The Taukkyan War Cemetery is a memorial in honor of allied soldiers, most of whom died during the Second World War in Burma. Altogether, there are 6374 graves of fallen soldiers from this aforementioned war, hundreds of them unidentified. Inscribed on the many pillars of the Rangoon Memorial are an additional 27,000 names of men of the Commonwealth forces who died during battles in Burma, but had no known grave. Because it was a multinational force with over a hundred different languages spoken within the platoons, the words “they died for all free men” are added in English, Burmese, Hindi, Urdu and Gurmukhi. Some burials were also transferred from other battlefield locations as well as isolated and scattered jungle sites when the graves couldn’t be maintained any longer. Fittingly, to commemorate these individual battles and the soldiers who fought and died there together, the graves at the Taukkyan War Cemetery are grouped together according to regiments, countries and these battlefields in Meiktila, Akyab, Mandalay and Sahmaw.
The cemetery is a very peaceful place and well maintained by the many gardeners caring for the graves and the plants. But despite its beautifully landscaped grounds and its popularity with history buffs, the memorial is a sad place. Many people travel here on a personal pilgrimage to pay their respects to a loved one and often, you can see them taking off their shoes, as is the custom in Myanmar. When walking through the neat row of tombstones and flowers, reading the sheer mass of names and commemorations of soldiers from Australia, India, Africa, England and Burma, the heat and the noise of Myanmar seems to fade far away.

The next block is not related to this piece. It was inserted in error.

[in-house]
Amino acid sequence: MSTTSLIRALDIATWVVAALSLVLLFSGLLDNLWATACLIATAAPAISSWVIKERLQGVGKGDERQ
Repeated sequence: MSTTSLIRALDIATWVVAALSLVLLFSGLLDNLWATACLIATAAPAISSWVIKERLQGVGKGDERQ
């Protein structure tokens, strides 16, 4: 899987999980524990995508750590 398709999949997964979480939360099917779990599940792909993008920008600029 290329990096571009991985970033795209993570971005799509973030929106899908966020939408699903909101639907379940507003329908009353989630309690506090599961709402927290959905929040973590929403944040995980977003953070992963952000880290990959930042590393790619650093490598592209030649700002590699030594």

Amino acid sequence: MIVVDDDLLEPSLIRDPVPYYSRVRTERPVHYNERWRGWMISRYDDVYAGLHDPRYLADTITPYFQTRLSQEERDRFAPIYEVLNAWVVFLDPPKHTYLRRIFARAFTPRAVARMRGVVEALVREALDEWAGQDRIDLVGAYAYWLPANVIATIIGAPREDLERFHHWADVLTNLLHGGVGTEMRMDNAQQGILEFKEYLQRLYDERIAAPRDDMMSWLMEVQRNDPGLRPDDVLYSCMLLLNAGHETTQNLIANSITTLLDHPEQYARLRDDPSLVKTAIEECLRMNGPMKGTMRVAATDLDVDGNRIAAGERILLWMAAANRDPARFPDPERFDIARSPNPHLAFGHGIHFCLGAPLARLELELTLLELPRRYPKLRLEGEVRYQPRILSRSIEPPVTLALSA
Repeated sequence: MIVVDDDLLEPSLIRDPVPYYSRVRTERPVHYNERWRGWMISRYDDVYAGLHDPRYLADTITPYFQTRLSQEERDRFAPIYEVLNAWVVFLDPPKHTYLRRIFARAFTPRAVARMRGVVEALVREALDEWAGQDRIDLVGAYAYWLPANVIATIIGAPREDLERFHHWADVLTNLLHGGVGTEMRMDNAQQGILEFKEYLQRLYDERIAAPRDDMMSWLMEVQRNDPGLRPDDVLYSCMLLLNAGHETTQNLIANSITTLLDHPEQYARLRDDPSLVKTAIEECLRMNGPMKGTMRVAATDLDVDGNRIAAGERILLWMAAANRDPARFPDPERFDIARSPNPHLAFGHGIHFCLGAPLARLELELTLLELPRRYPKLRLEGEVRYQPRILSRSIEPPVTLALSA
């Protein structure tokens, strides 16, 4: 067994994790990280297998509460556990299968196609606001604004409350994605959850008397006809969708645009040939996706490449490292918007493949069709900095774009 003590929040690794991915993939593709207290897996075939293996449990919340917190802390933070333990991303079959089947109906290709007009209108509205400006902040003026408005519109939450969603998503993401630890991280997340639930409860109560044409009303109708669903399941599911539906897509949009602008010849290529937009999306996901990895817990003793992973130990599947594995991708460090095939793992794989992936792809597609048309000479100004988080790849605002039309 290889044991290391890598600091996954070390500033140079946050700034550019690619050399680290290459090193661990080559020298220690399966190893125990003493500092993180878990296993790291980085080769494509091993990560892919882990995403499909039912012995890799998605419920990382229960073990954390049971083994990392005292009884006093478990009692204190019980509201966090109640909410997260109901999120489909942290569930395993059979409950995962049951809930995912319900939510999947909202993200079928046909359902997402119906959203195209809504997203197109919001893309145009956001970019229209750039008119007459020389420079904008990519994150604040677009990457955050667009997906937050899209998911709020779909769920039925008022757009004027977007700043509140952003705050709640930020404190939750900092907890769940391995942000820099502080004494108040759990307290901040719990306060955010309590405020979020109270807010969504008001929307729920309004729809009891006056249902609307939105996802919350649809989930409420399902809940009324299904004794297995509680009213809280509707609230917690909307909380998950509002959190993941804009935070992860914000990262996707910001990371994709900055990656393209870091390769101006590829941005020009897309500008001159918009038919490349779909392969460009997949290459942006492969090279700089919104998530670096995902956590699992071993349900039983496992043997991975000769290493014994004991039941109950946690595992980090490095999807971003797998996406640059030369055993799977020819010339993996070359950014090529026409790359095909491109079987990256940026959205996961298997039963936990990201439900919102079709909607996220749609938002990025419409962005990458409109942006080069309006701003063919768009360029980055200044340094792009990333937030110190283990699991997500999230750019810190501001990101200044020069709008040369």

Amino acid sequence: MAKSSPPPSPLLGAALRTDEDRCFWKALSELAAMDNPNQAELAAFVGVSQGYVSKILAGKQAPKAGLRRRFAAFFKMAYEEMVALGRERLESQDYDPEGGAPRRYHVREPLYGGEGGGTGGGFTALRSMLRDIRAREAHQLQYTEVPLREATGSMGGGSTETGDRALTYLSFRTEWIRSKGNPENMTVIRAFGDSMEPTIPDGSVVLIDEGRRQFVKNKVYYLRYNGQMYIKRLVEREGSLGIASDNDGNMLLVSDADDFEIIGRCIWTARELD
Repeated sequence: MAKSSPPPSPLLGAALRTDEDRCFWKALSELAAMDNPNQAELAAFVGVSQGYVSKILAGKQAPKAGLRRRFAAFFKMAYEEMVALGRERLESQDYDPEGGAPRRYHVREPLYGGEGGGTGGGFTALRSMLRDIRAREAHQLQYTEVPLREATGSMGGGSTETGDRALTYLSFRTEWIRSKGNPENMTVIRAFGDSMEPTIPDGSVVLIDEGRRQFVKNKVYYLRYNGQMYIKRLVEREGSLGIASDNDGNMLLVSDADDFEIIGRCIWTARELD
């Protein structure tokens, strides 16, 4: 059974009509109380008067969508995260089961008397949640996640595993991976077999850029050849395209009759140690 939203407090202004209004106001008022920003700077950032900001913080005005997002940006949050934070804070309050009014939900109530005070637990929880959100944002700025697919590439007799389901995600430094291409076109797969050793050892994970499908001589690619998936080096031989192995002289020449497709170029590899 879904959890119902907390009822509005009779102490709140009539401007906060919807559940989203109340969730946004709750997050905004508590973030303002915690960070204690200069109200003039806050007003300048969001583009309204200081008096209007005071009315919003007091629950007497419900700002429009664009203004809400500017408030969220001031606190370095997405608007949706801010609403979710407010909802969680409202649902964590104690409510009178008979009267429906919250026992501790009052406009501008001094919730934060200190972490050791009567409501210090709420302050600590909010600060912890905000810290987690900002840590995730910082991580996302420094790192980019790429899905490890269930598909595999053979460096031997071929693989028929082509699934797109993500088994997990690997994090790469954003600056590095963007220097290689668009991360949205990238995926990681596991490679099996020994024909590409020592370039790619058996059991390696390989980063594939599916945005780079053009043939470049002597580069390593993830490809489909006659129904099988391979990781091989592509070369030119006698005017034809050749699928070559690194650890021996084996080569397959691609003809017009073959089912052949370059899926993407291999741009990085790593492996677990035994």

The war cemetery opens every day from 10am to 5pm and can be found about 32 kilometers north of Yangon in Taukkyan on Yangon-Pyay Road. This is about an hour drive from the city center, or a half an hour drive if you are arriving from the international airport. To get there, you can jump on a bus leaving from the Aung Minglar Terminal or the Sule Pagoda, or flag down a pickup heading towards Bago.